Clay illuviation provides a long-term sink for C sequestration in subsoils

Gemma Torres-Sallan, Rogier P.O. Schulte, Gary J. Lanigan, Kenneth A. Byrne, Brian Reidy, Iolanda Simó, Johan Six, Rachel E. Creamer*

*Corresponding author for this work

Research output: Contribution to journalArticleAcademicpeer-review

31 Citations (Scopus)

Abstract

Soil plays a key role in the global carbon (C) cycle. Most current assessments of SOC stocks and the guidelines given by Intergovernmental Panel on Climate Change (IPCC) focus on the top 30 cm of soil. Our research shows that, when considering only total quantities, most of the SOC stocks are found in this top layer. However, not all forms of SOC are equally valuable as long-term stable stores of carbon: the majority of SOC is available for mineralisation and can potentially be re-emitted to the atmosphere. SOC associated with micro-aggregates and silt plus clay fractions is more stable and therefore represents a long-term carbon store. Our research shows that most of this stable carbon is located at depths below 30 cm (42% of subsoil SOC is located in microaggregates and silt and clay, compared to 16% in the topsoil), specifically in soils that are subject to clay illuviation. This has implications for land management decisions in temperate grassland regions, defining the trade-offs between primary productivity and C emissions in clay-illuviated soils, as a result of drainage. Therefore, climate smart land management should consider the balance between SOC stabilisation in topsoils for productivity versus sequestration in subsoils for climate mitigation.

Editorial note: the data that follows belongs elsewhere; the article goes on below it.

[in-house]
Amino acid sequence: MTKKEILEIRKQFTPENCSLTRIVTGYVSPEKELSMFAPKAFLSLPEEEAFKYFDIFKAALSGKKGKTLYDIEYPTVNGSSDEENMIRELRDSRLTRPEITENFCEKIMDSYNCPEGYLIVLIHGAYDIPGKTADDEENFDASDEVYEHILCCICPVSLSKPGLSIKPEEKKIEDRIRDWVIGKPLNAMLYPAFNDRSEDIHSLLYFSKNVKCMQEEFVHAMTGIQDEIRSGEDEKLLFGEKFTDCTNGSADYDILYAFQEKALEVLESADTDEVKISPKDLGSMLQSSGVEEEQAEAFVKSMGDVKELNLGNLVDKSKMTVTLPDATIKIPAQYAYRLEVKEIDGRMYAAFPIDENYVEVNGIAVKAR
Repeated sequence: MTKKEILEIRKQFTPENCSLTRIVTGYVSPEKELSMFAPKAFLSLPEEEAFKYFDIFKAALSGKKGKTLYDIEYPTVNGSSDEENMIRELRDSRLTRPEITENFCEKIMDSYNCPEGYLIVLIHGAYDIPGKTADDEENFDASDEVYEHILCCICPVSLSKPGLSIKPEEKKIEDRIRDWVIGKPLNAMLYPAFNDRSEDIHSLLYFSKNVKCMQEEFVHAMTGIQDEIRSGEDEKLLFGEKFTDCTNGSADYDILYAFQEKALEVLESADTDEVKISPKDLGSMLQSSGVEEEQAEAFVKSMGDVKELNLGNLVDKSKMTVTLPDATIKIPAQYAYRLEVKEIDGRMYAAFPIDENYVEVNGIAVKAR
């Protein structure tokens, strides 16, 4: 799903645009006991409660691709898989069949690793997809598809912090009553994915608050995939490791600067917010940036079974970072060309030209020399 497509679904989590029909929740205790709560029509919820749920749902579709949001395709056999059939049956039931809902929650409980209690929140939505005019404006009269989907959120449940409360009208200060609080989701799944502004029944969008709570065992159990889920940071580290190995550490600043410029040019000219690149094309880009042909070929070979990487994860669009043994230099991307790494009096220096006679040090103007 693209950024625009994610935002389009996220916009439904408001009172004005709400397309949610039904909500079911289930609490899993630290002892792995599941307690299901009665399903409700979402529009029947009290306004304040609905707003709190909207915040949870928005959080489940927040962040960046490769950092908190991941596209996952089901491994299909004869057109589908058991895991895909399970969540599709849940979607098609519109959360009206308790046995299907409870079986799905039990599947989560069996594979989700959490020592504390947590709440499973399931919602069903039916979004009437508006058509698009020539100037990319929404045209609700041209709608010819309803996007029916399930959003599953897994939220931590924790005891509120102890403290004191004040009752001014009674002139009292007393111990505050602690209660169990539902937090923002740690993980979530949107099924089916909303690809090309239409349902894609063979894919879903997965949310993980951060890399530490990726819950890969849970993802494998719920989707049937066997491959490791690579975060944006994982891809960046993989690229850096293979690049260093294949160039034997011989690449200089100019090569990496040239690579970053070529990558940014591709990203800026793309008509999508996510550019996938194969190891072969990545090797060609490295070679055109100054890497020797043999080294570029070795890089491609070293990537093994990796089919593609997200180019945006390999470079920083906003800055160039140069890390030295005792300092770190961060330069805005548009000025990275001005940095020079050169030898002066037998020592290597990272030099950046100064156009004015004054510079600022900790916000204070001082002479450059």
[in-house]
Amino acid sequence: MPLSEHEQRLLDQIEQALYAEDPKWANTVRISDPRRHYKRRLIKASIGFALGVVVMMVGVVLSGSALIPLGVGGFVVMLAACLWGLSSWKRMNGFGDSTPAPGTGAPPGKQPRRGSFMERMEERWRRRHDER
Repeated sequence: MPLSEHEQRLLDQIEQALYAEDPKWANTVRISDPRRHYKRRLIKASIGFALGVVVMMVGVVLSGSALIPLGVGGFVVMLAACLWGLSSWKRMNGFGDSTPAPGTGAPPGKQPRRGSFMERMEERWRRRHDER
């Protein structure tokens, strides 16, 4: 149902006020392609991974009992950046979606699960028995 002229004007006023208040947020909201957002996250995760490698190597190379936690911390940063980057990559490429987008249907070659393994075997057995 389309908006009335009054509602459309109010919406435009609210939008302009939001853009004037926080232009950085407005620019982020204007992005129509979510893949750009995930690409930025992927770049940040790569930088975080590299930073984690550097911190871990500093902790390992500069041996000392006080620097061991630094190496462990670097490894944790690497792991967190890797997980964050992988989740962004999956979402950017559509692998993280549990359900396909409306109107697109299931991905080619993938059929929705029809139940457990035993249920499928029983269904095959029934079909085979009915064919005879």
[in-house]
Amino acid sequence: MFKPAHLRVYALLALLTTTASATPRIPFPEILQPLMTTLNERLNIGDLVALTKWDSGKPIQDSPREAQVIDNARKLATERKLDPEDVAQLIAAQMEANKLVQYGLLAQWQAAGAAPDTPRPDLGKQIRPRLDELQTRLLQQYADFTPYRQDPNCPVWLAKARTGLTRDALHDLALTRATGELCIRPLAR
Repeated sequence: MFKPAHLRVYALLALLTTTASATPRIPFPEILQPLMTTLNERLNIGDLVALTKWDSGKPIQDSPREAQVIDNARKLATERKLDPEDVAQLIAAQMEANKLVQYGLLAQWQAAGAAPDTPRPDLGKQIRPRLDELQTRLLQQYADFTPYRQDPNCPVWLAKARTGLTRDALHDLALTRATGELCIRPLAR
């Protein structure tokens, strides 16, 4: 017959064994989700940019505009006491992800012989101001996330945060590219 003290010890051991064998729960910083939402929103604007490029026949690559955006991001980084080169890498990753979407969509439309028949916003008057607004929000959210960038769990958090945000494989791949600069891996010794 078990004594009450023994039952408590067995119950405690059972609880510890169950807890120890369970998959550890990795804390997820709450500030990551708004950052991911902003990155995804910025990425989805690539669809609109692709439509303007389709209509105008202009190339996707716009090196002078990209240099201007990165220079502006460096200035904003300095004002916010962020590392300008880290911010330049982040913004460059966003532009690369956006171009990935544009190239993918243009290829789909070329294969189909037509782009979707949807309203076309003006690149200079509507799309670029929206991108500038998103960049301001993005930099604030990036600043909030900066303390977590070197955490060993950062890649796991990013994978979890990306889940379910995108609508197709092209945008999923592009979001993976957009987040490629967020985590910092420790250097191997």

Original languageEnglish
Article number45635
JournalScientific Reports
Volume7
DOIs
Publication statusPublished - 2017

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